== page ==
Explosions in the Sky aren't returning to form here, they're coming into their own. This seems funny to say on the occasion of a band's fourth album, but All of a Sudden I Miss Everyone shows a youthful energy they couldn't have pulled off when they were younger – to wit, it has virtually nothing in common with their eloquent but raw debut, How Strange, Innocence. The balance earns them that spot in the canon they've been involuntarily occupying for years. For a band whose promise has often outdone their execution, All of a Sudden is their most complex, accomplished and well thought out record; more importantly, it's just theirs.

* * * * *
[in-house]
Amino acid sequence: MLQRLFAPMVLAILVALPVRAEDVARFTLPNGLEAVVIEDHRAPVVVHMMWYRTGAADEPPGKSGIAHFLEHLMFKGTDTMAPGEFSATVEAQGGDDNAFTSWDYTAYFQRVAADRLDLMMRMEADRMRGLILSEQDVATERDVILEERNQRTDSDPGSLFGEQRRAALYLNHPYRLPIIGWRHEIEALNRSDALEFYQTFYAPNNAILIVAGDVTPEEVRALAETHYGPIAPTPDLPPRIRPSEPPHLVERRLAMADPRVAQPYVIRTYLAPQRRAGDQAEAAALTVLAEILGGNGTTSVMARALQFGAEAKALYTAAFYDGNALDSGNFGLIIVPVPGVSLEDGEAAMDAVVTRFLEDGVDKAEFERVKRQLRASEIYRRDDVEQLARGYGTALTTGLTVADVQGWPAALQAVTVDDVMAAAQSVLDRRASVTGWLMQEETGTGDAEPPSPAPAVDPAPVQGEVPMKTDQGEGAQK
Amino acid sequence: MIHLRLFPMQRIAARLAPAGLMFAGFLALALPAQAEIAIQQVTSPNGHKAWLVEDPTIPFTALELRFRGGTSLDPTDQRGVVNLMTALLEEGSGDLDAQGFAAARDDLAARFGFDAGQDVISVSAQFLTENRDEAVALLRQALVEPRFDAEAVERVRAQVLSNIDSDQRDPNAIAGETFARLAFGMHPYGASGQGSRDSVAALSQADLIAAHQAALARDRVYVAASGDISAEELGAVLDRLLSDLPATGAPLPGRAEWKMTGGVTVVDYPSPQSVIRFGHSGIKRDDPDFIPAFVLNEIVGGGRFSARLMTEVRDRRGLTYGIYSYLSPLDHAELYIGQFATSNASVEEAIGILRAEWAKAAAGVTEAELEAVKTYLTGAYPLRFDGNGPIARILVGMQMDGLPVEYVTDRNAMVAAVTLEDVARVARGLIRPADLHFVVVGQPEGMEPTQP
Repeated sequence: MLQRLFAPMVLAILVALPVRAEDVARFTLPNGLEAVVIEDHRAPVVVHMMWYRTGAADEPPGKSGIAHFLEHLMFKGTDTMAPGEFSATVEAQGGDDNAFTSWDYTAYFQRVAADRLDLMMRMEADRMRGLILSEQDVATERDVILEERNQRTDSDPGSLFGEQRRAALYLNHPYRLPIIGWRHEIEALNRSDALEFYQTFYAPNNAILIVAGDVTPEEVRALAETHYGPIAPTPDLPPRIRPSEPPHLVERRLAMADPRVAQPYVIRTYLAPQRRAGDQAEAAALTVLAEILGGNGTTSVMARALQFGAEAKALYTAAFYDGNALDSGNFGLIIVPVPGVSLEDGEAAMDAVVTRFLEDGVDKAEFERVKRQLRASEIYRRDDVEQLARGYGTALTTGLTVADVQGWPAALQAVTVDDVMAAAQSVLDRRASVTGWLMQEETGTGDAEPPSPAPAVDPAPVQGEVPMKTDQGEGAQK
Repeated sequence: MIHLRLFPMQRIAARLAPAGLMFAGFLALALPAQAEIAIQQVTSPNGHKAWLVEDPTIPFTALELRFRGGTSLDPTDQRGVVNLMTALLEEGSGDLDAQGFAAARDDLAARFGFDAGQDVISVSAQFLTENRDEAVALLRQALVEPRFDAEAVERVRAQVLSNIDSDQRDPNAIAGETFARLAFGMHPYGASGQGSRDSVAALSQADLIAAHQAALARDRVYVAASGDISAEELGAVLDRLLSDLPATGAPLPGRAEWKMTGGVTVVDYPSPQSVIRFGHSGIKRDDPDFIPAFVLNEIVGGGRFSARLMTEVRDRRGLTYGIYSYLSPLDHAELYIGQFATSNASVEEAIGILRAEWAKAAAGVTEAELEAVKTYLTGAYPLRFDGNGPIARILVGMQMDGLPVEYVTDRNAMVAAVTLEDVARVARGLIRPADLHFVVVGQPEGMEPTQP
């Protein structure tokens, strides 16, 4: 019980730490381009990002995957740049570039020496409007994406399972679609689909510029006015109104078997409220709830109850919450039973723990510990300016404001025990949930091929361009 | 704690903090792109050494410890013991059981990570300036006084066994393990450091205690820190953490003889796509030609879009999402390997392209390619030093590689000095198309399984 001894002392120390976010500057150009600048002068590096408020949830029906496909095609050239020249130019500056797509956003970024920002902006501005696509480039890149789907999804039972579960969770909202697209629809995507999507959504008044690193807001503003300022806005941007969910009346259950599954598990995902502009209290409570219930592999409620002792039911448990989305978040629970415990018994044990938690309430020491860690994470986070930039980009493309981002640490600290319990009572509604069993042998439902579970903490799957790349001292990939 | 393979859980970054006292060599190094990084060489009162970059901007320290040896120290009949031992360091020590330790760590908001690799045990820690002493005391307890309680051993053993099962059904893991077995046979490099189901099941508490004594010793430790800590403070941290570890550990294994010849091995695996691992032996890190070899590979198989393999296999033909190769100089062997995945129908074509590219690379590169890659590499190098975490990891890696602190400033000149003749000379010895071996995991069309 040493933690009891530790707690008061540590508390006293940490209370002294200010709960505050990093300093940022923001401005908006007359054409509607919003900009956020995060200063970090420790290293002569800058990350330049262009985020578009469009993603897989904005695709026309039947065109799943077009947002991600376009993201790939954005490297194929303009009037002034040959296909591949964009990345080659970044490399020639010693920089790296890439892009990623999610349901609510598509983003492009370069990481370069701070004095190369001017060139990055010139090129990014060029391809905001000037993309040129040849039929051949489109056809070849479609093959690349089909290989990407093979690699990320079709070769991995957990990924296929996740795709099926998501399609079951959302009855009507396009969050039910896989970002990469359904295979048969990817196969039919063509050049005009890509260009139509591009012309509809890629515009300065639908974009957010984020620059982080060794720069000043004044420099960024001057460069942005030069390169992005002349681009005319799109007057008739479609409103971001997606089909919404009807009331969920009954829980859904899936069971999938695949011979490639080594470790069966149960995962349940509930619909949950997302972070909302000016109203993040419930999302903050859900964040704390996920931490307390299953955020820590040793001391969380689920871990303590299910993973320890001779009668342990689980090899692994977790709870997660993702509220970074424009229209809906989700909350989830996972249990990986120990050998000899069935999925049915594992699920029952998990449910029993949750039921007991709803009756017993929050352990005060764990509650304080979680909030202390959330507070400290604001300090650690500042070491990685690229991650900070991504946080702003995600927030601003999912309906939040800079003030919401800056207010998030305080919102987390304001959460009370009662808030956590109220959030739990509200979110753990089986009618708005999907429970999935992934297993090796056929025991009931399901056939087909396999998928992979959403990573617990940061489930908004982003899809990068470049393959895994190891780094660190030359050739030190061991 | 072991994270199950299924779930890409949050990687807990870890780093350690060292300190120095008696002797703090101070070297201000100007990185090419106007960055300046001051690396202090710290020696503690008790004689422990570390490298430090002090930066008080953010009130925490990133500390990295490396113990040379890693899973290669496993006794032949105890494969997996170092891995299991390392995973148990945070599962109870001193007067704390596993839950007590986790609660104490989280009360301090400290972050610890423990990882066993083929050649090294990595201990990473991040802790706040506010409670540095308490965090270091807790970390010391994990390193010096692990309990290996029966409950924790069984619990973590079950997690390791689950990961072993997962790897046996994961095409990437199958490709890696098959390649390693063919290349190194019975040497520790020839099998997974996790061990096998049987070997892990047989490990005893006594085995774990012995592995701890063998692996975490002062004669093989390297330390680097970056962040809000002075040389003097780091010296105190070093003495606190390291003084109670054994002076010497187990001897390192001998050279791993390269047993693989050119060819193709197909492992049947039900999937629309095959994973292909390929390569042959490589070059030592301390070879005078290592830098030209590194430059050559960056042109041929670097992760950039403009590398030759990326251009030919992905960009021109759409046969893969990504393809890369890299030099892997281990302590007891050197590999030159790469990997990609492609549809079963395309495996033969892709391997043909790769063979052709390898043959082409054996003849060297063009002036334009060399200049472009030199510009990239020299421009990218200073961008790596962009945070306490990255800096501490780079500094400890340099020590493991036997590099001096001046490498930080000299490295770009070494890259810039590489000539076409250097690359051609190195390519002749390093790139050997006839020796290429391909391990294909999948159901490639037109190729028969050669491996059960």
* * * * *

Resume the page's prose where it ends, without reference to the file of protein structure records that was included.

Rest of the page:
By Daniel Levin Becker

Other Reviews of Explosions In The Sky

The Earth Is Not A Cold Dead Place

Take Care, Take Care, Take Care

Read More

View all articles by Daniel Levin Becker

Find out more about Temporary Residence

©2002-2011 Dusted Magazine. All Rights Reserved.